No Time to Die ending explained: How Daniel Craig's last James Bond movie wraps up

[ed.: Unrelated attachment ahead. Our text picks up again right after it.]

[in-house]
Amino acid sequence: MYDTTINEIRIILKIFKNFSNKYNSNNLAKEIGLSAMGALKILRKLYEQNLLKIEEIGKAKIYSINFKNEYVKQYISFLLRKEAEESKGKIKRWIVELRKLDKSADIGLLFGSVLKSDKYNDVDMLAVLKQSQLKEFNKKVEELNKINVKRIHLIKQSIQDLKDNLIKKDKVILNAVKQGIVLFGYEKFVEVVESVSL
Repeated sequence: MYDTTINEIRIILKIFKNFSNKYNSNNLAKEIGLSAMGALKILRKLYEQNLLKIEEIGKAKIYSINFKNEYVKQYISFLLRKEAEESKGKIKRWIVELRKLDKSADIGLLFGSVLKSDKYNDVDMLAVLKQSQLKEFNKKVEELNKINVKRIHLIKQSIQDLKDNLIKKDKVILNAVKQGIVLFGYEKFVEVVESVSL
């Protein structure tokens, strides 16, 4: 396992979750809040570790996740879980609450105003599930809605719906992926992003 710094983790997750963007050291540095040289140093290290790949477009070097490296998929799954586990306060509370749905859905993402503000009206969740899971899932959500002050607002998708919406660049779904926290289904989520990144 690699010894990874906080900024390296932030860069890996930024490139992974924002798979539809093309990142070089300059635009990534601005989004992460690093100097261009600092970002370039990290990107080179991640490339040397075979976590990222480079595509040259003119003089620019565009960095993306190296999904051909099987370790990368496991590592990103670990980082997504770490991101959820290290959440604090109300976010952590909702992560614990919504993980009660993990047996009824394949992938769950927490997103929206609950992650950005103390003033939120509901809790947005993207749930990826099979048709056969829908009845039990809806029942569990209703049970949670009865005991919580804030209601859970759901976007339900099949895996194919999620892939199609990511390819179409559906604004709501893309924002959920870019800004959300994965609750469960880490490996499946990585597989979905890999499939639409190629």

id="article-body" class="row" section="article-body" data-component="trackCWV"> Daniel Craig's final James Bond adventure has one heck of an ending. MGM You could say No Time to Die is the Bond movie to end all Bond movies. Immediately hitting it big in the spy's native UK last month, the 25th official 007 movie closes Daniel Craig's 15-year tenure as James Bond with a bang (just don't expect a post-credits scene). "In Daniel Craig's final outing as the suave superspy, James Bond finally gets a life," Richard Trenholm said in CNET's No Time to Die review, which is out now in the US and Australia. "The result is an epic, explosive and emotional swan song that throws everything it has against the wall for a genuinely unique entry in the series." That's especially true of the bold and unprecedented ending. Get the CNET Now newsletter Spice up your small talk with the latest tech news, products and reviews. Delivered on weekdays. Let's dive into the movie's final moment, but be warned: the following SPOILERS should be for your eyes only if you've seen the movie. Infiltration Bioterrorist Lyutsifer Safin (Rami Malek) drags Bond's former lover Madeleine Swann (Lea Seydoux) and her daughter Mathilde to his classic villain lair on an old World War II island base between Japan and Russia. Earlier, Madeleine insisted Mathilde wasn't Bond's kid, but those striking blue eyes suggest otherwise. Madeleine's father, the late Mr. White, killed Safin's family on behalf of terrorist group Spectre when Safin was just a wee lad, so he killed Madeleine's mother to get back at Mr. White. Madeleine got trapped under ice as she tried to escape this attack, but Safin saved her and became obsessed like a big weirdo. Lyutsifer Safin brings some creepy villainy to the adventure. MGM Safin already forced her to take part in his scheme to wipe out Spectre with Heracles, a DNA-based bioweapon containing nanobots that target specific people. Bond unwittingly completes her mission to kill captive Spectre boss Ernst Stavro Blofeld (Christoph Waltz), as part of Safin's revenge (cue maniacal laughter). But there's more: from his base, Safin intends to launch Heracles globally, infecting millions (laughter intensifies). Newly reinstated as 007, Bond and fellow 00 agent Nomi (Lashana Lynch) infiltrate the island and seemingly succeed in opening the silo doors for a missile strike ordered by M (Ralph Fiennes) to wipe out Safin's base. Nomi escapes with Madeleine and Mathilde, while Bond sticks around to make sure the base is destroyed. Now playing: Watch this: What's new to stream for October 2021 2:11 Bond's fate The silo doors start to close, so Bond rushes back to reopen them. Could it be a trap? It definitely is. Safin gets the drop on 007, shooting Bond several times and infecting him with nanobots coded to Madeleine's DNA -- meaning he can never touch her or Mathilde again without killing them. What a jerk. Bond numbly executes Safin and re-opens the silo doors, but it's clear he doesn't have time to escape. Severely wounded, he climbs a ladder to the roof and calls Madeleine to tell her he loves her. Bond and Madeleine Swann bring us on an emotional rollercoaster. MGM "You have all the time in the world," he says. "She does have your eyes," she responds, confirming that Mathilde is his daughter. "I know," he says, as the missiles come down on the base. "I know." With that, Bond is enveloped in the explosions. Wait, James Bond dies? Yes, for the first time in the character's 59-year cinematic history (and This comes after Bond became a father for the first time (that we know of) and seemed ready to settle down with Madeleine and Matilde, making it all the more devastating. Pardon me, I have something in my eye. Daniel Craig's James Bond: 2006-2021 MGM What happens after his death? Nomi returns to MI6 headquarters in London and M gathers her, Moneypenny, Tanner and Q (Naomie Harris, Rory Kinnear and Ben Whishaw) in an emotional toast to their late colleague during which M reads a quote from author Jack London. "The proper function of man is to live, not to exist," he says. "I shall not waste my days in trying to prolong them. I shall use my time." This was previously used in Ian Fleming's More No Time to Die Review: Daniel Craig's James Bond exit goes out with a bang Your many burning questions from the film answered (big spoilers) The final moments take us to the spectacular Italian mountainside city of Matera, where we met Madeleine and Bond at the start of the movie. This time, she's driving with their daughter. "Mathilde, I'm going to tell you a story about a man," Madeleine says. "His name was Bond, James Bond." The credits roll, to the tune of Louis Armstrong's We Have All the Time in the World. How is that song significant? Longtime Bond fans will recognize that We Have All the Time in the World from 1969's , the sixth movie in the franchise and George Lazenby's one and only outing in the role. The title is darkly ironic -- it's taken from Bond's final line after his new wife, Tracy, is fatally shot by Blofeld's goon. No Time To Die echoes On Her Majesty's Secret Service in that it sees Bond growing as a person and apparently willing to leave spycraft behind to settle down. In both instances, fate intervenes -- and something appears to have gotten in my eye again. No Time To Die doesn't have a post-credits scene, but if you stick around to the end you'll see the classic words "James Bond will return." The phrase has never been more reassuring, but we don't know yet who'll be taking over from Craig.